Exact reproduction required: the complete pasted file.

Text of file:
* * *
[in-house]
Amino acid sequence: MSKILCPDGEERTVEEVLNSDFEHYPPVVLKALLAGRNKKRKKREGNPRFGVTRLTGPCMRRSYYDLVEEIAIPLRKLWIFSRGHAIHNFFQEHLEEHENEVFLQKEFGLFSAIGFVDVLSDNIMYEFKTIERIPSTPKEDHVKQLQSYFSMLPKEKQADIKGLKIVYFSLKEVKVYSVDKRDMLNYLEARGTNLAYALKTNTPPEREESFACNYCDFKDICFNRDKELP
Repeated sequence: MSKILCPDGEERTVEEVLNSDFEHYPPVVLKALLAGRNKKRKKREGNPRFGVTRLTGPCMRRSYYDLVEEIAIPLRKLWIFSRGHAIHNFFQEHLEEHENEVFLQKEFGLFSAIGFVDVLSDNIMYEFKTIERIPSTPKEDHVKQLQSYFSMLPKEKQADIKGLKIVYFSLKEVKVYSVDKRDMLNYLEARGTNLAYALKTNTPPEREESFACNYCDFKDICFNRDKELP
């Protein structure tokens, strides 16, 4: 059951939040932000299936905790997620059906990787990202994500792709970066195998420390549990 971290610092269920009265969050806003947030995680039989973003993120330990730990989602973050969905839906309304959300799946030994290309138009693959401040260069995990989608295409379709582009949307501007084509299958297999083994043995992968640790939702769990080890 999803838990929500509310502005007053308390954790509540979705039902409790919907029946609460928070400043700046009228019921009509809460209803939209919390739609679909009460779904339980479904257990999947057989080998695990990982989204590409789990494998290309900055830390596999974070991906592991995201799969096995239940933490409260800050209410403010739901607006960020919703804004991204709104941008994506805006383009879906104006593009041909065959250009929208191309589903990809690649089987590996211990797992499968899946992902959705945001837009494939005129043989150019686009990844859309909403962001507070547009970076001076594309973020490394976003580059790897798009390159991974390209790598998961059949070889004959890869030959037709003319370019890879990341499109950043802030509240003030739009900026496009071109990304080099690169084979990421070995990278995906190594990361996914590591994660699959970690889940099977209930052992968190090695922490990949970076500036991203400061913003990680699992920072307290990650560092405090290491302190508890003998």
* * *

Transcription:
[in-house]
Amino acid sequence: MSKILCPDGEERTVEEVLNSDFEHYPPVVLKALLAGRNKKRKKREGNPRFGVTRLTGPCMRRSYYDLVEEIAIPLRKLWIFSRGHAIHNFFQEHLEEHENEVFLQKEFGLFSAIGFVDVLSDNIMYEFKTIERIPSTPKEDHVKQLQSYFSMLPKEKQADIKGLKIVYFSLKEVKVYSVDKRDMLNYLEARGTNLAYALKTNTPPEREESFACNYCDFKDICFNRDKELP
Repeated sequence: MSKILCPDGEERTVEEVLNSDFEHYPPVVLKALLAGRNKKRKKREGNPRFGVTRLTGPCMRRSYYDLVEEIAIPLRKLWIFSRGHAIHNFFQEHLEEHENEVFLQKEFGLFSAIGFVDVLSDNIMYEFKTIERIPSTPKEDHVKQLQSYFSMLPKEKQADIKGLKIVYFSLKEVKVYSVDKRDMLNYLEARGTNLAYALKTNTPPEREESFACNYCDFKDICFNRDKELP
């Protein structure tokens, strides 16, 4: 059951939040932000299936905790997620059906990787990202994500792709970066195998420390549990 971290610092269920009265969050806003947030995680039989973003993120330990730990989602973050969905839906309304959300799946030994290309138009693959401040260069995990989608295409379709582009949307501007084509299958297999083994043995992968640790939702769990080890 999803838990929500509310502005007053308390954790509540979705039902409790919907029946609460928070400043700046009228019921009509809460209803939209919390739609679909009460779904339980479904257990999947057989080998695990990982989204590409789990494998290309900055830390596999974070991906592991995201799969096995239940933490409260800050209410403010739901607006960020919703804004991204709104941008994506805006383009879906104006593009041909065959250009929208191309589903990809690649089987590996211990797992499968899946992902959705945001837009494939005129043989150019686009990844859309909403962001507070547009970076001076594309973020490394976003580059790897798009390159991974390209790598998961059949070889004959890869030959037709003319370019890879990341499109950043802030509240003030739009900026496009071109990304080099690169084979990421070995990278995906190594990361996914590591994660699959970690889940099977209930052992968190090695922490990949970076500036991203400061913003990680699992920072307290990650560092405090290491302190508890003998």